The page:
Personal selling – definition and examples

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Definition of personal selling

Personal selling is one of the major elements of promotional mix. It is a face-to-face activity which takes place between the sales force of a company and the customers. According to Lancaster, & Reynolds (2004), it  is about personal communication of information with a view to persuading customers to purchase, so it is a major communications tool.

Examples of personal selling

Personal selling is of different types. For example, many companies send their sales executives to make sales presentations at prospective customers’ homes or businesses on a face-to-face basis. This type of selling is sometimes called door-to-door selling. Personal selling can also be conducted in retail and some wholesale locations in which customers come to the seller’ place of business. This type of selling is also called over-the-counter selling.

Advantages of personal selling

Personal selling is very useful when a detailed explanation or demonstration of product is required. For example, energy companies often send their sales advisors door to door to explain a variety of gas and electricity tariffs to their customers. This helps customers to make an informed decision.

As personal selling is a face-to-face activity, customers can therefore obtain a relatively high degree of personal attention. The sales advisors can address customers’ concerns on the spot and can use personal persuasion to make a sale.

The sales advisors can customize the sales messages to fit the needs of each prospective customer. They can also demonstrate products where required. Meetings between sales force and customers provide an opportunity to build good long-term relationships which is very important for a company to increase its customer retention rate.

Disadvantages of personal selling

Personal selling may sometimes be very expensive from a company’s perspective. For example, sales farces are usually paid a basic salary and commissions on the sales made. Companies may also provide them with some other benefits e.g. travel expenses. When everything is put together, maintaining a sales force may become costly.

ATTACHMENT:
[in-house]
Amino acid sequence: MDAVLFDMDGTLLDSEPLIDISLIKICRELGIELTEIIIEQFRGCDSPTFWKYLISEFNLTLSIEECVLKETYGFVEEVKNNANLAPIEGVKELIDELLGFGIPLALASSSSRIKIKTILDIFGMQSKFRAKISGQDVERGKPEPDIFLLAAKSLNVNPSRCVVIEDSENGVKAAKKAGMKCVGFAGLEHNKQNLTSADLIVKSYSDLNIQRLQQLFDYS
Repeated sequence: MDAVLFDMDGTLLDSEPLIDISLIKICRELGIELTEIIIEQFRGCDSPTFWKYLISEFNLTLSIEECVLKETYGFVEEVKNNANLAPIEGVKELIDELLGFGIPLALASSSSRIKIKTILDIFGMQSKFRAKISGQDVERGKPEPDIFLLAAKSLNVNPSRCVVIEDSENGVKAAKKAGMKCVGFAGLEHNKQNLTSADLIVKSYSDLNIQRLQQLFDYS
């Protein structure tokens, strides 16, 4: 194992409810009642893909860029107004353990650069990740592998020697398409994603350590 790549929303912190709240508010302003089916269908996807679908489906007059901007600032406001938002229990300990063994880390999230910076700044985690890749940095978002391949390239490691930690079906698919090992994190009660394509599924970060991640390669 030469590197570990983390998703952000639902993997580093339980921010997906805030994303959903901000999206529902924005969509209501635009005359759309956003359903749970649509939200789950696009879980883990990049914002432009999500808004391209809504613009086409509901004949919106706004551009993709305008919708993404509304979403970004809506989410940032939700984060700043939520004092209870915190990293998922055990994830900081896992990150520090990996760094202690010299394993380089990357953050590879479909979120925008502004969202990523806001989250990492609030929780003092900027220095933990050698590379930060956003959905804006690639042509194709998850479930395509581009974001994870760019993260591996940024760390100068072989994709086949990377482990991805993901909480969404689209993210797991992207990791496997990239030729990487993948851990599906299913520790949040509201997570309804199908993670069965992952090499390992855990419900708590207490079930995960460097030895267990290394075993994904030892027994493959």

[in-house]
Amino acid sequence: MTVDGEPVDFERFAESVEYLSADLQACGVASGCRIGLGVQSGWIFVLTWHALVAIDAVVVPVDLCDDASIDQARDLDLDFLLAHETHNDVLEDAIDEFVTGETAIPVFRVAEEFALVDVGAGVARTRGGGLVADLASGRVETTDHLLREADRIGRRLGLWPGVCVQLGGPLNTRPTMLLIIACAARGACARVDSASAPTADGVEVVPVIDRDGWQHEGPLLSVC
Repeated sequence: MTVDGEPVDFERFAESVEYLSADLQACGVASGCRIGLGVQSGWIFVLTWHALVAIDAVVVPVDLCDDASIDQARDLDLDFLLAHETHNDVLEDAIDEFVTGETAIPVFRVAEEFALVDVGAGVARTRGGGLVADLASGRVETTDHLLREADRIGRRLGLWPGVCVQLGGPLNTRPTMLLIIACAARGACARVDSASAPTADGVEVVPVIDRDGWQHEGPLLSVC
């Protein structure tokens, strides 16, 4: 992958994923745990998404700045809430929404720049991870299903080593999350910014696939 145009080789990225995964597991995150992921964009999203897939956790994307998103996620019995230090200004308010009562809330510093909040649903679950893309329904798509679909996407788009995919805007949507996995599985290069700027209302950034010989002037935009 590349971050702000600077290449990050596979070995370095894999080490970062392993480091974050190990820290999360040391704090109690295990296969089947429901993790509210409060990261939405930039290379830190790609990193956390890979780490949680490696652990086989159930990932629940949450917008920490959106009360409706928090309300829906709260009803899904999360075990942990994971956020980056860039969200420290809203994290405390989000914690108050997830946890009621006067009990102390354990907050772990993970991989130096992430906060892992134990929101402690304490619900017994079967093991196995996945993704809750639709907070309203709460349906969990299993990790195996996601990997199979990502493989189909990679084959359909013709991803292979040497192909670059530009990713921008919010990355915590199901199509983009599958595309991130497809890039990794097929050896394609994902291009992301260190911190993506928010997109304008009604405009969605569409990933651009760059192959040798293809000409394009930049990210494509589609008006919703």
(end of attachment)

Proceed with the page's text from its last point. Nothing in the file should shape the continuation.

Conflict is another issue to consider. Sales are always target-driven. Management may sometimes set targets that the sales force may consider very difficult (if not impossible) to achieve. This may create a conflict between managers and their sales advisors. In addition, customers in general do not like aggressive techniques used by some sales executives to make a sale.

In a nutshell, personal selling can play an important role in the marketing communications of a company. Putting disadvantages aside,  selling with personal attention and detail is sometimes necessary when demonstration of products to customers is required. For example, a customer would like to see a sofa in DFS before buying it. A Salesperson in DFS can show it to the customer and address any questions from the latter. It should be noted that personal selling alone may not be effective sometimes. Therefore, it may be necessary for companies to use it in conjunction with other promotional mix elements e.g. advertising and sales promotion.

The article publication date: 14th February 2017

Further reading/references

Lancaster, G. & Reynolds, P. (2004) Marketing, 1st Edition, Palgrave Macmillan

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Author: Joe David

Joe David has years of teaching experience both in the UK and abroad. He writes regularly online on a variety of topics. He has a keen interest in business, hospitality, and tourism management. He holds a Postgraduate Diploma in Management Studies and a Post Graduate Diploma in Marketing Management.